Reference Work Entry

Handbook of Clinical Psychology Competencies

pp 457-482


  • David L. StreinerAffiliated withUniversity of Toronto
  • , John CairneyAffiliated withMcMaster University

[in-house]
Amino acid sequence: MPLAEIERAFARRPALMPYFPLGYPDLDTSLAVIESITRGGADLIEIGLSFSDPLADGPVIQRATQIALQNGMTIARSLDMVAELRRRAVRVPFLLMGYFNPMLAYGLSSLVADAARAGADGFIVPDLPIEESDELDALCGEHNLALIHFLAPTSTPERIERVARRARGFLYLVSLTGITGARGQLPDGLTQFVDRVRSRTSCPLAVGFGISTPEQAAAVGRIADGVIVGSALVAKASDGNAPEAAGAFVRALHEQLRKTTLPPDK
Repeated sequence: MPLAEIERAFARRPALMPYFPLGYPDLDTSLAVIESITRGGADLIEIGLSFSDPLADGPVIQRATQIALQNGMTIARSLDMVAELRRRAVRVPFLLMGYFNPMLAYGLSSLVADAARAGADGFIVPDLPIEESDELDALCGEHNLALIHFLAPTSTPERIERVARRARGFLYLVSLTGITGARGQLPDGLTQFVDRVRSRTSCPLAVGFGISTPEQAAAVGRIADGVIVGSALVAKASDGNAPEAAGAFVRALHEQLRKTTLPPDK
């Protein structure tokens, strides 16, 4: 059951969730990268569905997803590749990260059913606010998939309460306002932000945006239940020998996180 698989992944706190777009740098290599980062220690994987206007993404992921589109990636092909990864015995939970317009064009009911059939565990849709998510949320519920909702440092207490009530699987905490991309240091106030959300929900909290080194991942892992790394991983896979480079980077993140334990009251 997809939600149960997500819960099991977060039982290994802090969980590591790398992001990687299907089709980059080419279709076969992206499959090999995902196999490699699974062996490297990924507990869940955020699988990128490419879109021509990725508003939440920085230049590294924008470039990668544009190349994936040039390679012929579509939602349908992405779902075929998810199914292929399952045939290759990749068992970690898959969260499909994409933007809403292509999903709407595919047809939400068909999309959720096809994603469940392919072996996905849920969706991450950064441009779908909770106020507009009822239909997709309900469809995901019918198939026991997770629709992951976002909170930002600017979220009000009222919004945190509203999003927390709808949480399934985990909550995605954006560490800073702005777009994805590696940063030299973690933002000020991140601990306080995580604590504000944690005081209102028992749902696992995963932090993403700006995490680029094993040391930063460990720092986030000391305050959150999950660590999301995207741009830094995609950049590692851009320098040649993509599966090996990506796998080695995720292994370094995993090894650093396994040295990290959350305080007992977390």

Epidemiology is the study of the distribution and determinants of health-related conditions in the population. As such, it is concerned with issues such as the total number of cases of a specific disorder in the population (prevalence) and the number of new cases that arise within a given time frame (incidence). These data are most often derived from cross-sectional surveys, which have become increasingly sophisticated over four “generations” of epidemiological research, and now consist of nation-wide studies involving interviews with thousands of randomly-selected individuals. In addition to counting individual cases, epidemiology is concerned with quantifying the degree to which certain factors may predispose people toward certain disorders, while others may be protective. These effects are captured with statistics such as the relative risk and the odds ratio. There are specific research designs that are used to gather these data, including case-control and cohort studies. In designing and evaluating such studies, it is important to be aware of a variety of biases that can distort the results. These include the fact that those who volunteer to be in a study are different in systematic ways from those who do not enter studies; that those who are more chronic are likely to be over-sampled compared to people who remit quickly; and that people drawn from certain settings, such as the workplace, are not representative of the population in general. Finally, epidemiology attempts to quantify the risk of adverse outcomes associated with disorders, such as the risk of premature death.